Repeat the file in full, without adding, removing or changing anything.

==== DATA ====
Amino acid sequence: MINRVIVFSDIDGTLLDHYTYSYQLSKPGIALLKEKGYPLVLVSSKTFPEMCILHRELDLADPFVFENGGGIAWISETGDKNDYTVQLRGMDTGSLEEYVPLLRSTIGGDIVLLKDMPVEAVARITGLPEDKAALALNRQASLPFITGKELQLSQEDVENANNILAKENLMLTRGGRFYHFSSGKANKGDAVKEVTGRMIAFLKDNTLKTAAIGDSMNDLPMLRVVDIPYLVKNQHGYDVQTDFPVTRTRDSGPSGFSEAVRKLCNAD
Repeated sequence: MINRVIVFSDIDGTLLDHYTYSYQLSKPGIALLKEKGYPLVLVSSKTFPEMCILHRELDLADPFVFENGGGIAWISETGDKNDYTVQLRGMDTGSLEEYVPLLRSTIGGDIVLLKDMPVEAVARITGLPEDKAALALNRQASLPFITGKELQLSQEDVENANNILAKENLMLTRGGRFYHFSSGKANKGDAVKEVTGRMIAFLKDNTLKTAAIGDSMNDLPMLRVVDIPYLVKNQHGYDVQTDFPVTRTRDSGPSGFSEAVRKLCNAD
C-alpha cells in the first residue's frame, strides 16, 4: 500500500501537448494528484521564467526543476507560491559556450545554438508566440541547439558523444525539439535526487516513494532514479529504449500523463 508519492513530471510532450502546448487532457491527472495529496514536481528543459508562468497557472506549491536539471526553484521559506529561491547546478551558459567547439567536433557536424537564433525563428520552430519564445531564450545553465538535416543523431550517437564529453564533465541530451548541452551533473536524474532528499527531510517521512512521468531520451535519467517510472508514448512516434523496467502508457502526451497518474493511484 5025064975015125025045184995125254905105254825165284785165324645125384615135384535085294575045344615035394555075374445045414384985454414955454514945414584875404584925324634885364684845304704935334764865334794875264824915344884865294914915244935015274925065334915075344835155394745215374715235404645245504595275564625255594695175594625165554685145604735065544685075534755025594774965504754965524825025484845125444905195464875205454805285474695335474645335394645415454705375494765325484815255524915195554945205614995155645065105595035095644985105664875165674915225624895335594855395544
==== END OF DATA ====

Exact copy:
Amino acid sequence: MINRVIVFSDIDGTLLDHYTYSYQLSKPGIALLKEKGYPLVLVSSKTFPEMCILHRELDLADPFVFENGGGIAWISETGDKNDYTVQLRGMDTGSLEEYVPLLRSTIGGDIVLLKDMPVEAVARITGLPEDKAALALNRQASLPFITGKELQLSQEDVENANNILAKENLMLTRGGRFYHFSSGKANKGDAVKEVTGRMIAFLKDNTLKTAAIGDSMNDLPMLRVVDIPYLVKNQHGYDVQTDFPVTRTRDSGPSGFSEAVRKLCNAD
Repeated sequence: MINRVIVFSDIDGTLLDHYTYSYQLSKPGIALLKEKGYPLVLVSSKTFPEMCILHRELDLADPFVFENGGGIAWISETGDKNDYTVQLRGMDTGSLEEYVPLLRSTIGGDIVLLKDMPVEAVARITGLPEDKAALALNRQASLPFITGKELQLSQEDVENANNILAKENLMLTRGGRFYHFSSGKANKGDAVKEVTGRMIAFLKDNTLKTAAIGDSMNDLPMLRVVDIPYLVKNQHGYDVQTDFPVTRTRDSGPSGFSEAVRKLCNAD
C-alpha cells in the first residue's frame, strides 16, 4: 500500500501537448494528484521564467526543476507560491559556450545554438508566440541547439558523444525539439535526487516513494532514479529504449500523463 508519492513530471510532450502546448487532457491527472495529496514536481528543459508562468497557472506549491536539471526553484521559506529561491547546478551558459567547439567536433557536424537564433525563428520552430519564445531564450545553465538535416543523431550517437564529453564533465541530451548541452551533473536524474532528499527531510517521512512521468531520451535519467517510472508514448512516434523496467502508457502526451497518474493511484 5025064975015125025045184995125254905105254825165284785165324645125384615135384535085294575045344615035394555075374445045414384985454414955454514945414584875404584925324634885364684845304704935334764865334794875264824915344884865294914915244935015274925065334915075344835155394745215374715235404645245504595275564625255594695175594625165554685145604735065544685075534755025594774965504754965524825025484845125444905195464875205454805285474695335474645335394645415454705375494765325484815255524915195554945205614995155645065105595035095644985105664875165674915225624895335594855395544